The specially trained 311 representatives are available from 7AM to 11PM Monday – Friday, and 8AM to 5PM on Saturday. Outside these hours, you can leave a message and a representative will return your call within 48 hours.

What happens if Gustav hits on Sunday?

Now this guy, Mr. Evans has posted a question from Gulfport, Mississippi via Los Angeles Times in blue tape across the side of an  “old” FEMA trailer. The LA Times had this to say:

“While other protesters carried signs demonstrating against U.S. involvement in Iraq or conditions at the Guantanamo Bay detention facility, Derrick Evans arrived from Gulfport, Miss., hauling an old Federal Emergency Management Agency trailer bearing messages with a different sort of theme.

One, in blue tape on the side of the trailer, read:  (This is Question One) “Where did $129 billion for Gulf Coast hurricane recovery go?

and…Evans said, “would have no recovery if not for volunteers.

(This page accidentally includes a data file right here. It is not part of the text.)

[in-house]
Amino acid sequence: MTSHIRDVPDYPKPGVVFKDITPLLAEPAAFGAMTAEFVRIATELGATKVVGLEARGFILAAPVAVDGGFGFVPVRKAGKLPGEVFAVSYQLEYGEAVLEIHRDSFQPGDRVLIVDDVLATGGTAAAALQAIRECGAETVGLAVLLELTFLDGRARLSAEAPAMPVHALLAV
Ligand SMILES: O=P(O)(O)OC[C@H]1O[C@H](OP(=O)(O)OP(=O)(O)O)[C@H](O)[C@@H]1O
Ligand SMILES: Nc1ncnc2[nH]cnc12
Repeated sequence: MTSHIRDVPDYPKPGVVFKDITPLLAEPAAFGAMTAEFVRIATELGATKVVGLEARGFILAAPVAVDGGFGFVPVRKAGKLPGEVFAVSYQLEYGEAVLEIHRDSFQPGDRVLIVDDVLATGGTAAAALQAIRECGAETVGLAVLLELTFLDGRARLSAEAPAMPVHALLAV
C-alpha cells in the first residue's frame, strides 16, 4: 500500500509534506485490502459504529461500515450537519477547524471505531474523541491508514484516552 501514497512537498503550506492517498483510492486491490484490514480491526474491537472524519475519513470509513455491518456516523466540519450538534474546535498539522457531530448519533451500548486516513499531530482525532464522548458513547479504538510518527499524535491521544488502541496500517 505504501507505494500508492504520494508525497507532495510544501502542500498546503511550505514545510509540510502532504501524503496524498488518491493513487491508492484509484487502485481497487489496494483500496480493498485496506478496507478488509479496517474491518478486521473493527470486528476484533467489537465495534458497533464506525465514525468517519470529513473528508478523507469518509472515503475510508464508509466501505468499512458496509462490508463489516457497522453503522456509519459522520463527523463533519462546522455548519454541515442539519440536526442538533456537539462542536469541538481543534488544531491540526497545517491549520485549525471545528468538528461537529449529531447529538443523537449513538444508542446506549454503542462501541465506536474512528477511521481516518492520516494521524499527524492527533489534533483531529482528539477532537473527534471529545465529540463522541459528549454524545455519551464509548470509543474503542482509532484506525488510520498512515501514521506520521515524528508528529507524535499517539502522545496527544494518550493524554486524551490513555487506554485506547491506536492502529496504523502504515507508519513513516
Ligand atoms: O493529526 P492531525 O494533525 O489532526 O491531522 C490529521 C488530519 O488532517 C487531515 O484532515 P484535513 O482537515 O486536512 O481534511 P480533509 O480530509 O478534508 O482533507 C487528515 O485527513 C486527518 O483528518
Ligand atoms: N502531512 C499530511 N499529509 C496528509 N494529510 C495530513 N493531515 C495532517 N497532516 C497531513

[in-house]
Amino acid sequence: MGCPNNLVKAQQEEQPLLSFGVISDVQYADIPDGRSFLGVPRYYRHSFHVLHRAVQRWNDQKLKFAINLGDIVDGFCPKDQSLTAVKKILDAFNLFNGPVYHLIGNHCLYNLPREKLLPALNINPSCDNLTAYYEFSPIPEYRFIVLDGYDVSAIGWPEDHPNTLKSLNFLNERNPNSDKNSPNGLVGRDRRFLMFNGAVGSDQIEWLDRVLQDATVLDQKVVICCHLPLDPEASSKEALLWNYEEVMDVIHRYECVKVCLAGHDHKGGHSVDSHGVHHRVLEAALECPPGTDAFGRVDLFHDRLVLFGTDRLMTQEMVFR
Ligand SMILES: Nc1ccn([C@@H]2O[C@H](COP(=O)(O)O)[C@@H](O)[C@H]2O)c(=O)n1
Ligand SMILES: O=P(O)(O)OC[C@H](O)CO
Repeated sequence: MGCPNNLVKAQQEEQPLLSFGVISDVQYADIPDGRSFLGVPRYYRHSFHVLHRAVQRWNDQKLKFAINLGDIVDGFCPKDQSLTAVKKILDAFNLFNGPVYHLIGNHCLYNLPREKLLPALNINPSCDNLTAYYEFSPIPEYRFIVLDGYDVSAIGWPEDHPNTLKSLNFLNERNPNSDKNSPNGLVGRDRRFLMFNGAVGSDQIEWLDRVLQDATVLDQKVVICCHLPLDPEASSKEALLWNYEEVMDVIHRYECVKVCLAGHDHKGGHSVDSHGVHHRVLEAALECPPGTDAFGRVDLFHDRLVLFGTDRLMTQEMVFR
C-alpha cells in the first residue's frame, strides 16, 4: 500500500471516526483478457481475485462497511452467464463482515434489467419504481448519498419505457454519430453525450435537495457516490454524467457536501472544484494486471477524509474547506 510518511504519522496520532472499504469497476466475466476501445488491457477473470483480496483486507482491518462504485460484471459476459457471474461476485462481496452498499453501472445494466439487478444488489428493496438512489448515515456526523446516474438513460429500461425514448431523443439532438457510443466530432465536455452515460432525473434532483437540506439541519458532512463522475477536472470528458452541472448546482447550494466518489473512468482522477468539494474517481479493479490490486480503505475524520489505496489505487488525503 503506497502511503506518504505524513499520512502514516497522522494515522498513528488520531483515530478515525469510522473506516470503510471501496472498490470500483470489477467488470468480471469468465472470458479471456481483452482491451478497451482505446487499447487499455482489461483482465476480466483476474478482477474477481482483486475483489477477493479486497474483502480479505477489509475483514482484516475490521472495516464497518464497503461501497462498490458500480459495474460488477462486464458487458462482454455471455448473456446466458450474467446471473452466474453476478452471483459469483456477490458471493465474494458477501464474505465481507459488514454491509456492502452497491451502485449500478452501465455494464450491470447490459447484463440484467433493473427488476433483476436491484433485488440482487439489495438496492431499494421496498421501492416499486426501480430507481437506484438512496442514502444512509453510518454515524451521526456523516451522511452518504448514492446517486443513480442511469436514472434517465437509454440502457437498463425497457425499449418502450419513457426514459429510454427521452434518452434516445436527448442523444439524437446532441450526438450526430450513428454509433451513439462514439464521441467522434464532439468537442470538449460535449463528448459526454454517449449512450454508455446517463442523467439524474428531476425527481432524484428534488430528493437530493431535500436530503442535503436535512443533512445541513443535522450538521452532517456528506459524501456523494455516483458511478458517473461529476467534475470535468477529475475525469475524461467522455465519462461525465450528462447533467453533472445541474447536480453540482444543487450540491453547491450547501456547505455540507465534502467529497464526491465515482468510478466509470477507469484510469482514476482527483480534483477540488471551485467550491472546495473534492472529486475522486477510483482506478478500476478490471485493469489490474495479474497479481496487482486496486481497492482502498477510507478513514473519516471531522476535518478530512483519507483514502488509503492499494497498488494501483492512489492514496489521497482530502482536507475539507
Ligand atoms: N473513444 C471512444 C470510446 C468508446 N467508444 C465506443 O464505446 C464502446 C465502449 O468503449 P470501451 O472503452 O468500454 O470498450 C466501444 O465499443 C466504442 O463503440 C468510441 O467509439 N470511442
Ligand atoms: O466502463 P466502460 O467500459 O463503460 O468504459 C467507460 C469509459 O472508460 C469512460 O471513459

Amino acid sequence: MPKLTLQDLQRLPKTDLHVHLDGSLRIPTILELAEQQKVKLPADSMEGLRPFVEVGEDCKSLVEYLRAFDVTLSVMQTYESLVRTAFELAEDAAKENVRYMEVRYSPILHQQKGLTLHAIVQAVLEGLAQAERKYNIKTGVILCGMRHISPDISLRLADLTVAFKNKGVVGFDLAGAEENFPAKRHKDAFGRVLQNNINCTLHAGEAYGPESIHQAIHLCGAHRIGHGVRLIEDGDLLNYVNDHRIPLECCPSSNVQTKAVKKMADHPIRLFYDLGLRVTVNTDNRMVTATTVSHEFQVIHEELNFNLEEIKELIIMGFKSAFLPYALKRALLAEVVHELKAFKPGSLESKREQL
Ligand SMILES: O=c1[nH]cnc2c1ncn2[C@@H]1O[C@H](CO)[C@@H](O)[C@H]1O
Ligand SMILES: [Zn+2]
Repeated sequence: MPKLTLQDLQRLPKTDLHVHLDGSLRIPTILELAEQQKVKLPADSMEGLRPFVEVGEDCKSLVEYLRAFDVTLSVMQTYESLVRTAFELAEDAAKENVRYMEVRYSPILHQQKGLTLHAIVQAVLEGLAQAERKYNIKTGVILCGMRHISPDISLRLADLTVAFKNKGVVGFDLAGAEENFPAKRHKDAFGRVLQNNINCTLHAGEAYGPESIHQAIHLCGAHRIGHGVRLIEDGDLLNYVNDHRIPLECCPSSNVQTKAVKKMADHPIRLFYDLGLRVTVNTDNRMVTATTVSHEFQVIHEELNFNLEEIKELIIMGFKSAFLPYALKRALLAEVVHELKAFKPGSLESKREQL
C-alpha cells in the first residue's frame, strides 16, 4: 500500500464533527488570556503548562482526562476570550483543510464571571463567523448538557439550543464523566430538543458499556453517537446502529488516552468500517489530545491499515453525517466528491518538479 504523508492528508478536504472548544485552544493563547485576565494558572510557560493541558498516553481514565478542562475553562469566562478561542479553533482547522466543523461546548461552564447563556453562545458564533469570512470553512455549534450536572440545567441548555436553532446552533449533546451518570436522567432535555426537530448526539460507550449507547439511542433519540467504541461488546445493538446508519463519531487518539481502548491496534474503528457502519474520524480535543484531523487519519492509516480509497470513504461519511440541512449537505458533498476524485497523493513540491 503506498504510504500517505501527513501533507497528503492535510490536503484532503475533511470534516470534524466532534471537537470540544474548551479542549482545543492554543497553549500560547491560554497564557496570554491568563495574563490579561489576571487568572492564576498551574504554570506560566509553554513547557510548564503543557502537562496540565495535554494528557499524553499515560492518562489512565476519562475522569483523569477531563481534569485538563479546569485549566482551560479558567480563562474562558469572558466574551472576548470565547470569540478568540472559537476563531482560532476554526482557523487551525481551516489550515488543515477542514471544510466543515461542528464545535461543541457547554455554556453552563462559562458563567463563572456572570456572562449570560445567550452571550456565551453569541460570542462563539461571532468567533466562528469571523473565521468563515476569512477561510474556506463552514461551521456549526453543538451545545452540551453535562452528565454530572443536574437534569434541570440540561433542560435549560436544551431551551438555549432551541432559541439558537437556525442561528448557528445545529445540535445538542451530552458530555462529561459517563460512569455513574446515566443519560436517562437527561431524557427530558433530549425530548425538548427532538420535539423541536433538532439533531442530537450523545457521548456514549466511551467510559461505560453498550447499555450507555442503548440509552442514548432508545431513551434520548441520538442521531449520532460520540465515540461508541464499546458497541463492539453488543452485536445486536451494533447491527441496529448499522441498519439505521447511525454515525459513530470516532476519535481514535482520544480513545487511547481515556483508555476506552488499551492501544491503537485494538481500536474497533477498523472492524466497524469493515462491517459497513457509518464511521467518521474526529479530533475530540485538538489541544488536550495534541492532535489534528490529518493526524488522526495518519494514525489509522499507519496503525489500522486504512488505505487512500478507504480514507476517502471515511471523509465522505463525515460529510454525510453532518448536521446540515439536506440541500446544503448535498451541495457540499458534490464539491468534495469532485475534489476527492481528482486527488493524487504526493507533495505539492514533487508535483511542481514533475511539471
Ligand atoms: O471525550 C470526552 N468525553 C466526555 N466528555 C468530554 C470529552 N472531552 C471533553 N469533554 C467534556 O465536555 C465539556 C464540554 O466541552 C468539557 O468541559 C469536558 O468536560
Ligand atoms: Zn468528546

So I surf on over to another article, New Oxfam Report on Eve of Katrina Anniversary Details Roadblocks to Gulf Coast Recovery. Read the report yourself here. I don’t doubt the fact that finding adequate housing is a problem as it was a problem BEFORE Katrina.  I don’t doubt, too, that outside agencies are sucking all of the funds out of programs designed to help Hurricane Katrina victims.  I’m seeing it with my own eyes.  They hire these people to send me late fliers, ask me to fill out more paperwork so that they can evaluate whether or not I’m “eligible”. Meanwhile, these folks collect a pay check.  Their bosses collect paychecks.  And your paperwork gets shuffled around another group of people who are getting paychecks.  All of these people are reaping the rewards of the “Hurricane Katrina Fund” compliments of the US Government.  And this leaves me with question two: Why not Louisiana based organizations that had establishment prior to Katrina?

Meanwhile, if that doesn’t interest you go and visit the Katrina Memorial where 54 of 85 bodies have been identified. Or you can go to Biloxi, Mississippi an visit their Katrina Memorial, too.